The script parse.k is a tool for implementing languages with precedence relations. (a k4 version is here).

Assignment v:e Logic p&q, p and q, p|q, p or q, ~p, not p relations a in b, a~b, a=b, ab, a<=b, a>=b arithmetic a+b, a-b, a*b, a/b, a^b, -a, neg a lists a,b, ,a, list a comparison a min b, a max b aggregation sum a, avg a conditional if(a;b;c), integer = type(a), type(b)=type(c) function f(a), g(a;b), h(a;b;c) types 12 (int), 12.2 (float), "12.2" (symbol)

The type of an operator o of valence n is a list of type-vectors. Each type-vector t specifies the type of the result t[0] as a function of the types of its arguments 1_ t. The parser recognizes three primitive types: 1 (integer), 2 (float), and 4 (symbol). All character vectors are treated as symbolic atoms. When you add a new operator, you need to add type information for it to R.

Note that four of the syntax classes have special valence: ',' (argument separator) has valence -1, '(' has 0, ')' has -2, and Z (end of string) has 0. When one of these is detected (because valence is <= 0), a routine is invoked which reduces the operator-stack (see below) without affecting the value-stack. when ',' is detected, we throw it away; when '(', we throw nothing away; when ')' is detected, we throw it and '(' away; and when Z is detected (we're done) we throw nothing away. ',' and Z are no-ops. '(' and ')' have no semantic effect. c (constant) also has valence 0, but that's just a place-holder to keep V in sync with the columns of P. It's never used.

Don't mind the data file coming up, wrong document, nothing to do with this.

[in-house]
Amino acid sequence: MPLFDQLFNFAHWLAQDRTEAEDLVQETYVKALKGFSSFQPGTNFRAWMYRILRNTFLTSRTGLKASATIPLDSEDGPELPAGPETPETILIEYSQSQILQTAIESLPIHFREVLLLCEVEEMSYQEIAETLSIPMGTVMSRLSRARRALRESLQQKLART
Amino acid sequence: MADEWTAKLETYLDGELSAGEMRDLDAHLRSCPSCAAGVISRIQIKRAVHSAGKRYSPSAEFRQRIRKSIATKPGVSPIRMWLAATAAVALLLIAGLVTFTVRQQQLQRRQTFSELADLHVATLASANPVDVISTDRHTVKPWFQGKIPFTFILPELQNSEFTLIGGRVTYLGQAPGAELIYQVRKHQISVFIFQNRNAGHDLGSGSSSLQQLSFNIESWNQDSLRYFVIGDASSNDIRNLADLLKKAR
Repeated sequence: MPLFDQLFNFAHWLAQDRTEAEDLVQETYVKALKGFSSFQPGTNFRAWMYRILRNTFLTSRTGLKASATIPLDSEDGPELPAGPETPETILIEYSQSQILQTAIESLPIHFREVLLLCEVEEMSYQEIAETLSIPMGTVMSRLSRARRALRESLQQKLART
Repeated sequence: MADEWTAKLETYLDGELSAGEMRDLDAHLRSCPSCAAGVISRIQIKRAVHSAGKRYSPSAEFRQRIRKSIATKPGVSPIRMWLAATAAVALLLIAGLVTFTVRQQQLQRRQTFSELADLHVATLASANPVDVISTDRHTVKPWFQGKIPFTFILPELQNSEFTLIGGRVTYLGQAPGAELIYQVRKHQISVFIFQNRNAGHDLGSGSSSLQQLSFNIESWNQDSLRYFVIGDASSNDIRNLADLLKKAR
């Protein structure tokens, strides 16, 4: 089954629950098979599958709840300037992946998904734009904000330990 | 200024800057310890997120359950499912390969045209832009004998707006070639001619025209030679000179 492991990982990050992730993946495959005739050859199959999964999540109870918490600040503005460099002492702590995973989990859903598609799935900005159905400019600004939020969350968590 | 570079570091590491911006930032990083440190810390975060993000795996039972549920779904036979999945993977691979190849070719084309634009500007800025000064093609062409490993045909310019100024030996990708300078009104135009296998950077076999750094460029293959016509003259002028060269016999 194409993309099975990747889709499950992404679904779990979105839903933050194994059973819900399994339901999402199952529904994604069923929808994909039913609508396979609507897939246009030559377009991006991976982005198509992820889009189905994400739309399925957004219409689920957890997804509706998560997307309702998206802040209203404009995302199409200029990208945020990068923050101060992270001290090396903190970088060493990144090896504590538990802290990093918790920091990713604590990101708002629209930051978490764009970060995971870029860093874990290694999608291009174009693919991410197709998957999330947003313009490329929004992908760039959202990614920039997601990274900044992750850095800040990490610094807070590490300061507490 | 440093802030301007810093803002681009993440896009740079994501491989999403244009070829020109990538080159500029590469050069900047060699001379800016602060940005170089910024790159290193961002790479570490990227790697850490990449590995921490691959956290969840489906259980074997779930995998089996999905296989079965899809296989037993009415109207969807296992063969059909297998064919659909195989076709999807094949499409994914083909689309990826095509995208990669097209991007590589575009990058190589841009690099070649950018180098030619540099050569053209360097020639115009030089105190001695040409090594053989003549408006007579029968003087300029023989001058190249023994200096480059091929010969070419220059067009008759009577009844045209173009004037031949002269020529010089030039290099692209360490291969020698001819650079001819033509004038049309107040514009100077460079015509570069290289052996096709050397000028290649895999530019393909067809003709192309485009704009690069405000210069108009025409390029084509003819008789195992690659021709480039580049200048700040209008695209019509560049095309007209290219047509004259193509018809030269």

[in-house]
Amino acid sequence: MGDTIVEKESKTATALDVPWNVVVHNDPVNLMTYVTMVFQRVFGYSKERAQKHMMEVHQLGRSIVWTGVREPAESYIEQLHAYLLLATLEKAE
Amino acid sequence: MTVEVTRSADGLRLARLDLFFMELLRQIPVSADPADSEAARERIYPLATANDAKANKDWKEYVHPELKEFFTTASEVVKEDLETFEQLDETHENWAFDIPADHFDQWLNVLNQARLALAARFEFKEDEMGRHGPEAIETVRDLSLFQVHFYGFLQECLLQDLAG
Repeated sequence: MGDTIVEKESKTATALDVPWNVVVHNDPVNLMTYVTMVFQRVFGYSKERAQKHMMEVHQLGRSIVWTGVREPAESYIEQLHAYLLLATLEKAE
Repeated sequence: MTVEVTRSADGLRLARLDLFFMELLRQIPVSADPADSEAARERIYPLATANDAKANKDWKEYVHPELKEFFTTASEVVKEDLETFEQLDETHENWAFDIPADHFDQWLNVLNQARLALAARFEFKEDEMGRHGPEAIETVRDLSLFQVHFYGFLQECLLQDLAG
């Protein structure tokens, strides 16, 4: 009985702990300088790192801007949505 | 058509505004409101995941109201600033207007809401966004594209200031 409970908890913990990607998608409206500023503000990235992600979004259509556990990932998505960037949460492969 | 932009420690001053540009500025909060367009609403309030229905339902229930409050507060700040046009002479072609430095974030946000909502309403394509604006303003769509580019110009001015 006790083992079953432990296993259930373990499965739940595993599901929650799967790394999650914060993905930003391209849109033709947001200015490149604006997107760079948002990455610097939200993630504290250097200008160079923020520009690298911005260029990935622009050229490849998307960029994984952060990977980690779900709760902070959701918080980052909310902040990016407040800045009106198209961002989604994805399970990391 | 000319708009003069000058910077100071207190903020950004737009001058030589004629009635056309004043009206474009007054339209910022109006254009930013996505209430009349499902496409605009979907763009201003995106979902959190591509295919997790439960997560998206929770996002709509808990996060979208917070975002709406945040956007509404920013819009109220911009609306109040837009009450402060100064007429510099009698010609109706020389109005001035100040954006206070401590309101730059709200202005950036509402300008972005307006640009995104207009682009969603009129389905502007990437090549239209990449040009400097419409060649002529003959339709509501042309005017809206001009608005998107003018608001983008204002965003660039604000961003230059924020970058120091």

The basic parsing operation is to find and execute the appropriate operation given an operator of class c and an input token of class d. That operation is given by P[c;d] -- a simple lookup given the classes. In the course of parsing, there are two lists: the input parsed so far j and the input yet to be parsed i, and two stacks: the operator-stack o and the value-stack v. The parser moves tokens from i to j, and uses the two stacks to hold the current state. Parsing is therefore programmed in K as a 'converge': keep parsing until the result matches the input -- then the result tree is in v:

**|act/(i;j;o;v) /first of the last of final stepThere are four atomic operations:

c shift the constant to the value-stack s shift the operator to the operator-stack> r construct a tree from the top of the operator-stack and n values from the value-stack and shift the result to the value-stack a accept the result (you're done).There are also several error conditions, including a general "syntax error" if the result is not a tree. There are one or two oddities:

2+3 +(2;3) +2 3 +(2 3)are equivalent, but

a+b +(a;b)while equivalent to each other, are not in general equivalent to

+a b +(a b)

Thanks to Thomas Niemann and Wayne Miraglia for comments and corrections.